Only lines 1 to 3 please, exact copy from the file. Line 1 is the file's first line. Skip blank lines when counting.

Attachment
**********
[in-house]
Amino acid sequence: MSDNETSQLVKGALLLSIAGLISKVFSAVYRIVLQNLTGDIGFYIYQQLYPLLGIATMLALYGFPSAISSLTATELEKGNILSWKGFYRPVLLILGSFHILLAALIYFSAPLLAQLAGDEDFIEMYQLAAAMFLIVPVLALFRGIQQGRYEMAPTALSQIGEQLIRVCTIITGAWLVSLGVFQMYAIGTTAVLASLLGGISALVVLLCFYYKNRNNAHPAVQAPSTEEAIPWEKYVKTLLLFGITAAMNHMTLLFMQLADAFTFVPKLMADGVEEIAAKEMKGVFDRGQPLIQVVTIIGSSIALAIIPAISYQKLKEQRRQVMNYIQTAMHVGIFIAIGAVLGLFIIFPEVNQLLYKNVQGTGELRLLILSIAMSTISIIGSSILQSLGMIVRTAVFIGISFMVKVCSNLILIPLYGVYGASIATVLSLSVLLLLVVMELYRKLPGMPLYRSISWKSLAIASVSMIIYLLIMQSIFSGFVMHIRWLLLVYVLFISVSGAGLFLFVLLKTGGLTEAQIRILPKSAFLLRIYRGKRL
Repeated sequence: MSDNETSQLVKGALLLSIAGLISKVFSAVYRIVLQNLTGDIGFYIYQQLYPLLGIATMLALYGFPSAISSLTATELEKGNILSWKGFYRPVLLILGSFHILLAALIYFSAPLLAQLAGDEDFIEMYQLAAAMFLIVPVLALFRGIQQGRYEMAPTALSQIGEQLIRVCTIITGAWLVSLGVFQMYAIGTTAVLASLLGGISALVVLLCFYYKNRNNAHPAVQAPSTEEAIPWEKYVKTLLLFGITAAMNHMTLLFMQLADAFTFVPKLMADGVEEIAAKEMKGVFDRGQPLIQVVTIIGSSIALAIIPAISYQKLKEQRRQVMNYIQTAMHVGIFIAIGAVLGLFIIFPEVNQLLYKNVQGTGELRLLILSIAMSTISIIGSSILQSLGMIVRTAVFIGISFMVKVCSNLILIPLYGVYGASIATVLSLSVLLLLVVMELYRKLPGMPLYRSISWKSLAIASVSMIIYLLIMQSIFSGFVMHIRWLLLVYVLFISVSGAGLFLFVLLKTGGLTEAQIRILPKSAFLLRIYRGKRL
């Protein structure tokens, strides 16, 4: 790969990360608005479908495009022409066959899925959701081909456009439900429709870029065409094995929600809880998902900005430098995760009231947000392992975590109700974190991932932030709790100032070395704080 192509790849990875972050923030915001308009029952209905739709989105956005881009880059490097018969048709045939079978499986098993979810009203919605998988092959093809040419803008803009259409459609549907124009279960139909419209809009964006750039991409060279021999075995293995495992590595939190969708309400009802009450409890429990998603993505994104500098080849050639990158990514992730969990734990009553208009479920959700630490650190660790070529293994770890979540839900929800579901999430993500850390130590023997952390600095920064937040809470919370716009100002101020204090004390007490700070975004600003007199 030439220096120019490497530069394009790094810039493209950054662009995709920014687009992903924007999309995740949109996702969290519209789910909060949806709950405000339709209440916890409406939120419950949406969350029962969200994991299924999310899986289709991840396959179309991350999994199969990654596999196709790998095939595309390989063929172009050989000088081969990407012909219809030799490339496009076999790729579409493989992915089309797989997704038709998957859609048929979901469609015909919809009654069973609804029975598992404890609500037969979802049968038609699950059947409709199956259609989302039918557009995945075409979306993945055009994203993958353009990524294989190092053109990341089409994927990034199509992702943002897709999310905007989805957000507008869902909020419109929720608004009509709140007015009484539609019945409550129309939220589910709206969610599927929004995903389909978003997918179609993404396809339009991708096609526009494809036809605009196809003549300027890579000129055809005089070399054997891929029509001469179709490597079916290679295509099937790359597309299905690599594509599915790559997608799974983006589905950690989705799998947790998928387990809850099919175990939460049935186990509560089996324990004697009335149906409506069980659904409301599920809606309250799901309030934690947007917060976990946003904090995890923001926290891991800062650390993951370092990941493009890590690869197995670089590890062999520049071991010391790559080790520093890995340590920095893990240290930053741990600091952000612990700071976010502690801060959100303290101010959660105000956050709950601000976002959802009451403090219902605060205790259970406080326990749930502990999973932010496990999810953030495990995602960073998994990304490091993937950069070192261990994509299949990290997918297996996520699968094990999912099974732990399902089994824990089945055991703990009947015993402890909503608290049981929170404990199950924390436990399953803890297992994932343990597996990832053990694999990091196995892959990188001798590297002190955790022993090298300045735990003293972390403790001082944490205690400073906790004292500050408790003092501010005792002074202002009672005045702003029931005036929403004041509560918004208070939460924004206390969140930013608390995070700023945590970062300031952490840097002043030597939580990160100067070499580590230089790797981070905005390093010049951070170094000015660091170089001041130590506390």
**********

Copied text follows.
[in-house]
Amino acid sequence: MSDNETSQLVKGALLLSIAGLISKVFSAVYRIVLQNLTGDIGFYIYQQLYPLLGIATMLALYGFPSAISSLTATELEKGNILSWKGFYRPVLLILGSFHILLAALIYFSAPLLAQLAGDEDFIEMYQLAAAMFLIVPVLALFRGIQQGRYEMAPTALSQIGEQLIRVCTIITGAWLVSLGVFQMYAIGTTAVLASLLGGISALVVLLCFYYKNRNNAHPAVQAPSTEEAIPWEKYVKTLLLFGITAAMNHMTLLFMQLADAFTFVPKLMADGVEEIAAKEMKGVFDRGQPLIQVVTIIGSSIALAIIPAISYQKLKEQRRQVMNYIQTAMHVGIFIAIGAVLGLFIIFPEVNQLLYKNVQGTGELRLLILSIAMSTISIIGSSILQSLGMIVRTAVFIGISFMVKVCSNLILIPLYGVYGASIATVLSLSVLLLLVVMELYRKLPGMPLYRSISWKSLAIASVSMIIYLLIMQSIFSGFVMHIRWLLLVYVLFISVSGAGLFLFVLLKTGGLTEAQIRILPKSAFLLRIYRGKRL
Repeated sequence: MSDNETSQLVKGALLLSIAGLISKVFSAVYRIVLQNLTGDIGFYIYQQLYPLLGIATMLALYGFPSAISSLTATELEKGNILSWKGFYRPVLLILGSFHILLAALIYFSAPLLAQLAGDEDFIEMYQLAAAMFLIVPVLALFRGIQQGRYEMAPTALSQIGEQLIRVCTIITGAWLVSLGVFQMYAIGTTAVLASLLGGISALVVLLCFYYKNRNNAHPAVQAPSTEEAIPWEKYVKTLLLFGITAAMNHMTLLFMQLADAFTFVPKLMADGVEEIAAKEMKGVFDRGQPLIQVVTIIGSSIALAIIPAISYQKLKEQRRQVMNYIQTAMHVGIFIAIGAVLGLFIIFPEVNQLLYKNVQGTGELRLLILSIAMSTISIIGSSILQSLGMIVRTAVFIGISFMVKVCSNLILIPLYGVYGASIATVLSLSVLLLLVVMELYRKLPGMPLYRSISWKSLAIASVSMIIYLLIMQSIFSGFVMHIRWLLLVYVLFISVSGAGLFLFVLLKTGGLTEAQIRILPKSAFLLRIYRGKRL